Diwali is not a celebration of one day only like other festivals, but it brings a series of festivals with itself – Dhanteras, Narak Chaturdasi, Badi Diwali, Govardhan Puja and Bhai Duja. All these festivals have one or the other epic based or mythological story about their origin or popularity. The celebration of the five-day festival commences on Kartika Krishna Triyodashi and ends on Kartika Shukla Dvitiya.  Main festival of Diwali is celebrated after about twenty days of Dashahara at the dark night of the Amavasya of Kartika month. It has two festivals before its celebration and two festivals after its celebration, so it seems itself fully illuminated in all aspects.

Diwali comes in India every year after rainy season and in the beginning of autumn season. This is a happy period full of activities especially for potters, farmers and gardeners. These festivals are related with Indian agriculture and other rural economic growth as new harvest is almost ready in the fields and potter is busy in pottery work due to clear weather. Thus making and colouring of earthen pots, lamps (Diya), statues of gods and goddesses are easily possible for potter families. In simple sense, these festivities are associated with our social structure and its general requirement.

Two festivals which come before Diwali day are related with cleanliness, hygiene and health. As season is changing one has to take care of one’s health and houses too need maintenance. Legend of Dhanteras tells that on this day Lord Dhanvantari, the Physician of Devas appeared from ocean with Amrita kalsha (a pot full with nectar) for the welfare of mankind. Amrita is known as a symbol of happiness and health. Symbolically people buy pots this day.  Narak Chaturdasi which is also called Choti Diwali is connected mainly with the story of Narkasura, a demon king of Pragjyotish who was killed by Shri Krishna. After killing him Shri Krishna took a special bath for the purity of body. Thus, Narak refers to untidiness, dirtiness and diseases. The legend hints that these should be removed initially, if one wishes to welcome Diwali i.e. light, prosperity, and delight in one’s life, family and society. So on this day people clean and wash their houses and buy new things to decorate them.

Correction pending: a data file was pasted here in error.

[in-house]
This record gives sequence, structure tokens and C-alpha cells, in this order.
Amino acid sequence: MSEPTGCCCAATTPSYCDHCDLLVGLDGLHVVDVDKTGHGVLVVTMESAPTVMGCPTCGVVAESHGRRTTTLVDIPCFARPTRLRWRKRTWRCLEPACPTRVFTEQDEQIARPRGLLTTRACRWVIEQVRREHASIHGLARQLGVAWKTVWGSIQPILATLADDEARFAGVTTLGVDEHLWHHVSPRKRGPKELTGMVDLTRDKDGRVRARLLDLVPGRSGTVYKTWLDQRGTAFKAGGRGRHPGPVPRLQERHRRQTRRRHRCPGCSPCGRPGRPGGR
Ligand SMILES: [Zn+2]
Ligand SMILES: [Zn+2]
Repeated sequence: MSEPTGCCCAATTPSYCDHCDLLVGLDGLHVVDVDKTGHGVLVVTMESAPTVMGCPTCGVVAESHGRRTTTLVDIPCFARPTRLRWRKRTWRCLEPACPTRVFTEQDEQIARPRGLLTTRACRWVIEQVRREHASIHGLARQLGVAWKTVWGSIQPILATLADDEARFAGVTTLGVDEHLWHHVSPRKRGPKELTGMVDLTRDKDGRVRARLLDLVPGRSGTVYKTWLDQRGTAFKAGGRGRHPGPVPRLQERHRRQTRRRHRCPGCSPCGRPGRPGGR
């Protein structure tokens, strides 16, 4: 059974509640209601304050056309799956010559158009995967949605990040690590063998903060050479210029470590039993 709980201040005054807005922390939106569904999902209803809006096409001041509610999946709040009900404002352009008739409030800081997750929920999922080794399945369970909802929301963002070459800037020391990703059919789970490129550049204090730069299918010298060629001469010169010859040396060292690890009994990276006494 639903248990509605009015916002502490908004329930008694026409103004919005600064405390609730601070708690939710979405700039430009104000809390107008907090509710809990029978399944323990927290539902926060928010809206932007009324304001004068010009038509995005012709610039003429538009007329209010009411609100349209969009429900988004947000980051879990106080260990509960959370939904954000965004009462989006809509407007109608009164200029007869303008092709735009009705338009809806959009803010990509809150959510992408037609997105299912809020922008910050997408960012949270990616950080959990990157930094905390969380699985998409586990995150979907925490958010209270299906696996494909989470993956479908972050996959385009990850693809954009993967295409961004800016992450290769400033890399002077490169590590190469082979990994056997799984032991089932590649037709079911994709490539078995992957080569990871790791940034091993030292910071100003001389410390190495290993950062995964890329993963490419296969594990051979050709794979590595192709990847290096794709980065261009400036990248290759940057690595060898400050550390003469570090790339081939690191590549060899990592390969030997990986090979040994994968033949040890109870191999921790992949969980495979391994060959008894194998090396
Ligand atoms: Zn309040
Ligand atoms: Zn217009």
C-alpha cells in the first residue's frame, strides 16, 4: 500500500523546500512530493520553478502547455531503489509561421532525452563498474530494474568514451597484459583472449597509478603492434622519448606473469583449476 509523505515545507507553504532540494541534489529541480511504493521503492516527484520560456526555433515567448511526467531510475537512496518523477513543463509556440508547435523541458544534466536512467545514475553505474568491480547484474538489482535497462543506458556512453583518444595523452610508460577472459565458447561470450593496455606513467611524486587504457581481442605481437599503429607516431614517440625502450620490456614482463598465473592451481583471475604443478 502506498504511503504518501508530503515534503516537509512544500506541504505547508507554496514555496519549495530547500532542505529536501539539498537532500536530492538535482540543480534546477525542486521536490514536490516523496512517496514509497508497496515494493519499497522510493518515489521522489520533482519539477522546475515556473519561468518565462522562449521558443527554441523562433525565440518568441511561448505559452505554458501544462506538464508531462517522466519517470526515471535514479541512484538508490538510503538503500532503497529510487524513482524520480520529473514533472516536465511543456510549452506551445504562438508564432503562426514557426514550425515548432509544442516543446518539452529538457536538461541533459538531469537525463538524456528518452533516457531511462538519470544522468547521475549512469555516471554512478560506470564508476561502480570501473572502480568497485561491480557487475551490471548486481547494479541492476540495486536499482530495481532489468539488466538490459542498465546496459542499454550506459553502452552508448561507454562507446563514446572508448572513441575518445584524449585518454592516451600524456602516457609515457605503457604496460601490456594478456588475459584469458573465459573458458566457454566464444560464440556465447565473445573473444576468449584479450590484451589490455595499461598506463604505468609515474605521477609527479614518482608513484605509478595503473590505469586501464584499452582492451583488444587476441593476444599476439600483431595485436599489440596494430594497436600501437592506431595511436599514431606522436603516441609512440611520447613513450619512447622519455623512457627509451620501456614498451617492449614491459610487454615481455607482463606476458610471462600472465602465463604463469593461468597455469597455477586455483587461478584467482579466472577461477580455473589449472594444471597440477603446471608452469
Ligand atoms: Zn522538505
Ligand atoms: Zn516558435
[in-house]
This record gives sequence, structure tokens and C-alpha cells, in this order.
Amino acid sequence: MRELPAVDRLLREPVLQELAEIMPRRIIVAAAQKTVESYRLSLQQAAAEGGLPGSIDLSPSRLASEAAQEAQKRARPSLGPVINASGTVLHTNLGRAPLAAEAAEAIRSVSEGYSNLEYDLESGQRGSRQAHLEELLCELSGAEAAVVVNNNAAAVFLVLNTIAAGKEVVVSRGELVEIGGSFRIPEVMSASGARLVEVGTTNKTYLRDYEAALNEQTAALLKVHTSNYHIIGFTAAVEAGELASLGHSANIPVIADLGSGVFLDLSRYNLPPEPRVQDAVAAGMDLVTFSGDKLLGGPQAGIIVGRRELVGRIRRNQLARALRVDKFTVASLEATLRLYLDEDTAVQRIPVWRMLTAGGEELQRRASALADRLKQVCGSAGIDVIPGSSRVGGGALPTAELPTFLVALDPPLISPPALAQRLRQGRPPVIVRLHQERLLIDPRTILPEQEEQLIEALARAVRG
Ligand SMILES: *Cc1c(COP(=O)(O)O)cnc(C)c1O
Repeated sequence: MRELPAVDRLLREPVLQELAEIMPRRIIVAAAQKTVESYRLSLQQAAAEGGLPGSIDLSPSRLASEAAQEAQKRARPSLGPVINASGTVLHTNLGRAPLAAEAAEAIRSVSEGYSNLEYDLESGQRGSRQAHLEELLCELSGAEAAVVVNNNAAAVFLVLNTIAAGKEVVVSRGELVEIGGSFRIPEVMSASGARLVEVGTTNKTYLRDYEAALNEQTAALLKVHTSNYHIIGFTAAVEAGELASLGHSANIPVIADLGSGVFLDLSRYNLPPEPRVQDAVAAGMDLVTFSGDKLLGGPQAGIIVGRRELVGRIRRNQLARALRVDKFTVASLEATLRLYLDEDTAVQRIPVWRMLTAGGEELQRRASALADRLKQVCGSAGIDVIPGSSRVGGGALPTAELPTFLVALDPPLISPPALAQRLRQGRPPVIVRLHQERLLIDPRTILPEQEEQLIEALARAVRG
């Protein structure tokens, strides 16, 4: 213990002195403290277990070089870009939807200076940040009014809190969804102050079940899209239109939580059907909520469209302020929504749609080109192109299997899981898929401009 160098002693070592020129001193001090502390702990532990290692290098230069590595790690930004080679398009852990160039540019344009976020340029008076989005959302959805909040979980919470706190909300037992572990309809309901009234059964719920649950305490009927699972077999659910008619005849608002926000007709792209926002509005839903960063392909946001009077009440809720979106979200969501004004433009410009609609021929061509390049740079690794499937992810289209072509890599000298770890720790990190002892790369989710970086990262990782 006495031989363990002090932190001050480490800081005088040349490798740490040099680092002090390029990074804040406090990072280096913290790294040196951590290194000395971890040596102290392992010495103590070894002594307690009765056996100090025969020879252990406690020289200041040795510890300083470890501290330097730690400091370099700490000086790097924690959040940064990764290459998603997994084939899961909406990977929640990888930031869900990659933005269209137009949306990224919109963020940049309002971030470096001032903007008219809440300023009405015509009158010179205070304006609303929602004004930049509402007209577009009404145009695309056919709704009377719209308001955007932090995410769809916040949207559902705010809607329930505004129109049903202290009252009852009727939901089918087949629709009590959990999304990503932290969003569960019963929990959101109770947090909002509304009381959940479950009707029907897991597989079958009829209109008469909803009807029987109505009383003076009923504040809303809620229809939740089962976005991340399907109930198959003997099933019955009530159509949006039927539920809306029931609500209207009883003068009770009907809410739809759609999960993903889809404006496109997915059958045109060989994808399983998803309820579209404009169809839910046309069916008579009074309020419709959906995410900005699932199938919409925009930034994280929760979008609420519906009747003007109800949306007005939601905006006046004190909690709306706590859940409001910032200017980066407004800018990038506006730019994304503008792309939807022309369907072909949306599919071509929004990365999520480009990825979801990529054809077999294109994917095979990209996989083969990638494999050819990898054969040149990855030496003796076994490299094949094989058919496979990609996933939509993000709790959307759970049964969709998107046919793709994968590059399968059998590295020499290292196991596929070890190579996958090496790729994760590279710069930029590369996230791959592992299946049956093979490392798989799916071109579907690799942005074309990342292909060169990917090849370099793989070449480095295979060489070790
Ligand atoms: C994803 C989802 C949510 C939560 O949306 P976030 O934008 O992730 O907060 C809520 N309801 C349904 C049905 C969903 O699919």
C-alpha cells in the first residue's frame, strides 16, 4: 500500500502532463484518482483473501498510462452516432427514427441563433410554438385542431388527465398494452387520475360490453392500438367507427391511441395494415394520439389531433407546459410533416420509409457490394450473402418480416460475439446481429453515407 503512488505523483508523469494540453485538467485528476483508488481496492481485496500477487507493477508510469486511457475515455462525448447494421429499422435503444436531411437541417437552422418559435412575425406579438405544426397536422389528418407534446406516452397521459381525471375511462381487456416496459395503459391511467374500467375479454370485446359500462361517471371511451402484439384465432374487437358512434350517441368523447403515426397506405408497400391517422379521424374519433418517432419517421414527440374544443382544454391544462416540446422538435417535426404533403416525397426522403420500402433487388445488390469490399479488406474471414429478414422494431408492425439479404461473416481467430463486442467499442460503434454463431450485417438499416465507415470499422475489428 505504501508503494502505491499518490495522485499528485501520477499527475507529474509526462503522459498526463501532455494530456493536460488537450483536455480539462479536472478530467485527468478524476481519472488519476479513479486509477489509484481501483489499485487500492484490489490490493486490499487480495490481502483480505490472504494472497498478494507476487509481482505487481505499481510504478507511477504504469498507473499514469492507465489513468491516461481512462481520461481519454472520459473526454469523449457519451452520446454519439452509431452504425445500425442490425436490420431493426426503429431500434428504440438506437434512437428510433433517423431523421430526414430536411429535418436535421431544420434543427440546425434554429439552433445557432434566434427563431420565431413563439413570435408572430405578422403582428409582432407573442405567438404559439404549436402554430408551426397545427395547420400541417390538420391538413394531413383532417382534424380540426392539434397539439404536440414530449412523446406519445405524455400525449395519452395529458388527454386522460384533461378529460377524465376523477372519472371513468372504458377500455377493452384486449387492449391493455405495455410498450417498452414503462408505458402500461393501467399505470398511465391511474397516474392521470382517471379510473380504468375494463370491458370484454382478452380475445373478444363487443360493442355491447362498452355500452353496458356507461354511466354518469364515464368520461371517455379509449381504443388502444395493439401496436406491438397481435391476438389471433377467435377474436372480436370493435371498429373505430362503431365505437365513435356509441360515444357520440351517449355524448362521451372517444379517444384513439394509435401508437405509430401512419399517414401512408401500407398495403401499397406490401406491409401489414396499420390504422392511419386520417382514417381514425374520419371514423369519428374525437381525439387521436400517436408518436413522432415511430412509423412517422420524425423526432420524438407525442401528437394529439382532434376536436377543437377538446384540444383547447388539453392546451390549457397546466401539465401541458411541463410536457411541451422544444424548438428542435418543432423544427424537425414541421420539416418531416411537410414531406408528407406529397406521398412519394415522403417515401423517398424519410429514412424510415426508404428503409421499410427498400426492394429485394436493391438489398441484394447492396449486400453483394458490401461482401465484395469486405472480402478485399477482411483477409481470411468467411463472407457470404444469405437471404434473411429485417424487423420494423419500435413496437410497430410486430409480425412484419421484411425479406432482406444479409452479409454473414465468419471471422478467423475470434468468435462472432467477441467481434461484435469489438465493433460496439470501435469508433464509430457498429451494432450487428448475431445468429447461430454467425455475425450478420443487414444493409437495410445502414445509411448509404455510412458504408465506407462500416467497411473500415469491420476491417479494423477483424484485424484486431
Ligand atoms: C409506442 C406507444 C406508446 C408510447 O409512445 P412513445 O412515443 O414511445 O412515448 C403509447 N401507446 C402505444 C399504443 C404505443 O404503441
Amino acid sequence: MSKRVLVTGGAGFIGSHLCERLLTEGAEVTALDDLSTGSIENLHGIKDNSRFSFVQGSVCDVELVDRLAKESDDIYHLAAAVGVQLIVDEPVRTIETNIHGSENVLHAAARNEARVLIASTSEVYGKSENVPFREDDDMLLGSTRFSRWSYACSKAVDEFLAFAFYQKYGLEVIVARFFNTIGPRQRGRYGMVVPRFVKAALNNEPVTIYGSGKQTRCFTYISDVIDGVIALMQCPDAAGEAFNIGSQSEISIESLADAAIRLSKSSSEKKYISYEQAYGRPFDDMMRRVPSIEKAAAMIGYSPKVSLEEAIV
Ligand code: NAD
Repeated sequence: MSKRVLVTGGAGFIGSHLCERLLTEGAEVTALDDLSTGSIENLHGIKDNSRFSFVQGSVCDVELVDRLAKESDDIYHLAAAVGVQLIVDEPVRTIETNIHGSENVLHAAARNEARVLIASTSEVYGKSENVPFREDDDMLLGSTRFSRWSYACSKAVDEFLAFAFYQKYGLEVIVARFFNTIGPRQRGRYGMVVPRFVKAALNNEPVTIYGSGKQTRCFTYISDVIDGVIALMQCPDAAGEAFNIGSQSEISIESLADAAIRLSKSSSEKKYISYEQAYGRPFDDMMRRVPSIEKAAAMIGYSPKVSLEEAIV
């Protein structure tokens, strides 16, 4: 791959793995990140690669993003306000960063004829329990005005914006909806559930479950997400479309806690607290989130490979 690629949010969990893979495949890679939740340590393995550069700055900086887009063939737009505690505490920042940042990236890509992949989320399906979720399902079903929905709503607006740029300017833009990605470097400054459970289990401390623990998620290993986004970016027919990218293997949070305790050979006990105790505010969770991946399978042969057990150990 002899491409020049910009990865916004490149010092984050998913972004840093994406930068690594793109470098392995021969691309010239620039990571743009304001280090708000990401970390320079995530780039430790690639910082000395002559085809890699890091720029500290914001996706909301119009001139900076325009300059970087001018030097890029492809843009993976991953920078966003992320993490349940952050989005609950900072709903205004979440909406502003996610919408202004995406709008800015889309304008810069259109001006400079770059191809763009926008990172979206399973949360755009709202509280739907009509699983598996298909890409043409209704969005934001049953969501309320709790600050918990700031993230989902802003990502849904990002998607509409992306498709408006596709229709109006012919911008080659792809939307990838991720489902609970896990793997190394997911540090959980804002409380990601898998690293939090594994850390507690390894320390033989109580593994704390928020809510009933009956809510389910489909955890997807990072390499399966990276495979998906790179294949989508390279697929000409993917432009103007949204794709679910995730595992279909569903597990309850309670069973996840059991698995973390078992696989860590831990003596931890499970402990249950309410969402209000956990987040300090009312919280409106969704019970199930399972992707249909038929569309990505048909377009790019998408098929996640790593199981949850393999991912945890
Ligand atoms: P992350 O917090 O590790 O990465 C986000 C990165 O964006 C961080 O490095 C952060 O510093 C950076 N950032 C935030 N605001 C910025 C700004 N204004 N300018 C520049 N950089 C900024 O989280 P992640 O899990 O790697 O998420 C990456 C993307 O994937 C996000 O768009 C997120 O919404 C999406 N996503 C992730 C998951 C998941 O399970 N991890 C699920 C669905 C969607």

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The day of Diwali is full of activities. People greet each other, exchange gifts and sweets and wear new clothes. Main celebration is done in the late evening and night when people light small oil lamps called diyas and place them around their homes, in courtyards, gardens, verandahs, on the walls and also on the roof tops. In cities, candles and fashionable lights are substituted among the riches. The celebration of the festival is customarily accompanied by the lighting of crackers. On the night of Diwali, all the shops and offices are decorated with electric bulbs of various colours. It is believed that on Diwali, Devi Lakshmi, goddess of wealth visits Earth and goes to lightened and clean houses of her devotees. People, therefore, perform Lakshmi Pujan for Her welcome with great honour and faith, and pray for the prosperity and peace of family members. On Diwali, Deva Ganesh is also worshiped along with Devi Lakshmi. As Ganesh is god of intelligence, the tradition indicates that prosperity should be combined with intelligence for the fulfillment of life. Wealth and knowledge desired jointly make life more meaningful and contented.